While the Liturgy of the Hours is indeed still very much a hidden gem of the Church, more and more laymen such as myself are praying the Breviary, and more are discovering it.


#16

Thanks for all of the great posts!

What would all of you recommend then...Buying "Christian Prayer," which seems to be like the Liturgy of the Hours except without the actual daily readings in the book (I think, I am not sure about this) and with prayers for morning and evening only

amazon.com/Christian-Prayer-Catholic-Book-Publishing/dp/0899424066/ref=sr_1_5?ie=UTF8&qid=1376420101&sr=8-5&keywords=liturgy+of+the+hours

OR

The actual four volume Liturgy of the Hours which I believe has all of the passages of scripture contained within the books themselves

OR

The Book of Divine Worship, which is the Catholic version of the Book of Common Prayer? This is what I am most familiar with. One of the big complaints I have with it though is that you have to constantly flip back and forth in the book. Once or twice is fine but I find myself moving around all the time when I do use it.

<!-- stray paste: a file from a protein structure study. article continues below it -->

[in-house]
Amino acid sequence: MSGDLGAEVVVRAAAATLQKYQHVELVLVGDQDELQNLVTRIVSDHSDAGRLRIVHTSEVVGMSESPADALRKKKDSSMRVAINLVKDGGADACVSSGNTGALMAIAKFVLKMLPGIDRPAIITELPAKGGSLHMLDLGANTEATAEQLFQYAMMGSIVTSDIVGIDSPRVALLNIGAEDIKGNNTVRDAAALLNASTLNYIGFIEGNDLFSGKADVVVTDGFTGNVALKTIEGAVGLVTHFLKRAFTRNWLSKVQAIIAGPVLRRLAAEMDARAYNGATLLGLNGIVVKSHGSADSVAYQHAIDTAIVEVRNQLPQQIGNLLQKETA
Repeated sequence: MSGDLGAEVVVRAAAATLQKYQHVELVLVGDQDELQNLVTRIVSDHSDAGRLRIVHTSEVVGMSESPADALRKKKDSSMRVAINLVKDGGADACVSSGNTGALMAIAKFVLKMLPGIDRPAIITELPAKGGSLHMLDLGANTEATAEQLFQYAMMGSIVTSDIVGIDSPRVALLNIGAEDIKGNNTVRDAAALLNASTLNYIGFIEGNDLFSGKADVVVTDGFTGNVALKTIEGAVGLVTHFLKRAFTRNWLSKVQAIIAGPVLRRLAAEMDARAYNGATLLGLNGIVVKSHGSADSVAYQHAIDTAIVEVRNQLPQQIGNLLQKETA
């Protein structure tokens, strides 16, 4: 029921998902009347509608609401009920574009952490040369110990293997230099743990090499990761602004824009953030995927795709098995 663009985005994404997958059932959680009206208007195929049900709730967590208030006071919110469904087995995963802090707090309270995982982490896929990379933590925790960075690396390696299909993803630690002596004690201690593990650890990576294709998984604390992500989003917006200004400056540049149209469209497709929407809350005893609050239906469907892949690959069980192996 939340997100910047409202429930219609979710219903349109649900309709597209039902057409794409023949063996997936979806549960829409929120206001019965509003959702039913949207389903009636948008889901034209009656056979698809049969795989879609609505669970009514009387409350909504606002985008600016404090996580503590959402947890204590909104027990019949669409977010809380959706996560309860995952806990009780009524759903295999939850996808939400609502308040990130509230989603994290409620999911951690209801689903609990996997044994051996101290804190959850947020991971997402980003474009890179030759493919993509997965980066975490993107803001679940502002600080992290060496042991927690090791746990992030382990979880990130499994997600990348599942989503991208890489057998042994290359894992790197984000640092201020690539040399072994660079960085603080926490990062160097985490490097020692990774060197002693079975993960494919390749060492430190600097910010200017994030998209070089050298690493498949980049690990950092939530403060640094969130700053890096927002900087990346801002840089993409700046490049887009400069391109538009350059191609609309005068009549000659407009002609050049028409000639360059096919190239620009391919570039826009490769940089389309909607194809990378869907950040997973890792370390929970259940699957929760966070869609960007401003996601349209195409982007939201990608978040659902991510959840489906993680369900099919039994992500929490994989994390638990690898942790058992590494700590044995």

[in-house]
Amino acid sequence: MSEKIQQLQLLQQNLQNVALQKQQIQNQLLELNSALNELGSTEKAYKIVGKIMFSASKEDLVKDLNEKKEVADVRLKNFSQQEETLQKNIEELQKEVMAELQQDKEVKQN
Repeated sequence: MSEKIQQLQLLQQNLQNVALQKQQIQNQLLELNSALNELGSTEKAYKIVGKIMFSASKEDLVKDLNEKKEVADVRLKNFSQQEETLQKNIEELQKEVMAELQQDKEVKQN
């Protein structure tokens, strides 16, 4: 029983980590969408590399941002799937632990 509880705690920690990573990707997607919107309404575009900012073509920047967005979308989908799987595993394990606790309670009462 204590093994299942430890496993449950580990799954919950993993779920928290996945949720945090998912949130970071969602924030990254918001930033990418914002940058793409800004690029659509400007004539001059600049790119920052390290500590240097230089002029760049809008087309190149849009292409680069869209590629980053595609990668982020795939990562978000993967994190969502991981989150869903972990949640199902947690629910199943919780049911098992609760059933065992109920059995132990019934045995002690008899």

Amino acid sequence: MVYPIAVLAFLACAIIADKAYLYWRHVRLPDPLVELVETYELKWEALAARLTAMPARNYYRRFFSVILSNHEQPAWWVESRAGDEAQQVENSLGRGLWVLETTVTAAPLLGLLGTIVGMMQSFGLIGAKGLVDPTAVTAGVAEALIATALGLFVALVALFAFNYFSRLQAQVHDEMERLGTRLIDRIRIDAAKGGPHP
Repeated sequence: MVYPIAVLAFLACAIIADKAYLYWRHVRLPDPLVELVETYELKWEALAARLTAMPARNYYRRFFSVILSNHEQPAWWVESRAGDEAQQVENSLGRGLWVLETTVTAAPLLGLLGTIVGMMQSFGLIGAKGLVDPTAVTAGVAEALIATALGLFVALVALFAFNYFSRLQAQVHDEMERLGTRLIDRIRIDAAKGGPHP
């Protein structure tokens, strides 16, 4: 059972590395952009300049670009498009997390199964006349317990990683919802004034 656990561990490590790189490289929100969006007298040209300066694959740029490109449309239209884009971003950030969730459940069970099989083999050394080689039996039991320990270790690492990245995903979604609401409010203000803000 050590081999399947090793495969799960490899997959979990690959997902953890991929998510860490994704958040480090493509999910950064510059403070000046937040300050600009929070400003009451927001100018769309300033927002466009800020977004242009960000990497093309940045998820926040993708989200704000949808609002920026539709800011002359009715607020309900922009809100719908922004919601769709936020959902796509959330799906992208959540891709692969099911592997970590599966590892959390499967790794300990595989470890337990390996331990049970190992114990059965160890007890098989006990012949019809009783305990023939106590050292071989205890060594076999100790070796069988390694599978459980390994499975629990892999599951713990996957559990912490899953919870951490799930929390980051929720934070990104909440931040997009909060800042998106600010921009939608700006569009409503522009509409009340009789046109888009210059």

Thoughts?


#17

I came into the Catholic Church from the Anglican Church, so naturally, I needed to find a Catholic equivalent of the Book of Common Prayer to continue feeding my habit of Morning and Evening Prayer. :)

The Liturgy of the Hours is the Catholic equivalent to the Anglican daily prayers, except it is spread out over more time slots during the day: Office of Readings, Morning Prayer, Daytime Prayer, Evening Prayer and Night Prayer.

The edition of the Liturgy of the Hours which is closest to the Book of Common Prayer Daily Office (in size and content) would be Shorter Christian Prayer, which contains only Morning Prayer, Evening Prayer and Compline (Night Prayer). But you don't get the entire collection of Psalms since they are spread out over the other time slots as well.

The Book of Divine Worship is out of print (I think) but is as close as you will get to the American Book of Common Prayer -- if you can find a copy! It was published for the Anglican Use Catholic parishes in America.

Now that there is an Ordinariate for former Anglicans, the Catholic Church has acquired yet another prayerbook called the Customary of Our Lady of Walsingham which is basically the Catholic version of the daily prayers of the Book of Common Prayer for the Ordinariate in England. The big glaring difference between this and the BCP is the size! It's much larger than my old BCP, and slightly more complex to use. But it has the Coverdale Psalter and the old familiar prayers in the older form of English.

I use it every now and then for old times' sake, but I miss my pocket size Anglican Breviary (AKA Book of Common Prayer).


#18

[quote="Russ_of_Tokyo, post:17, topic:336109"]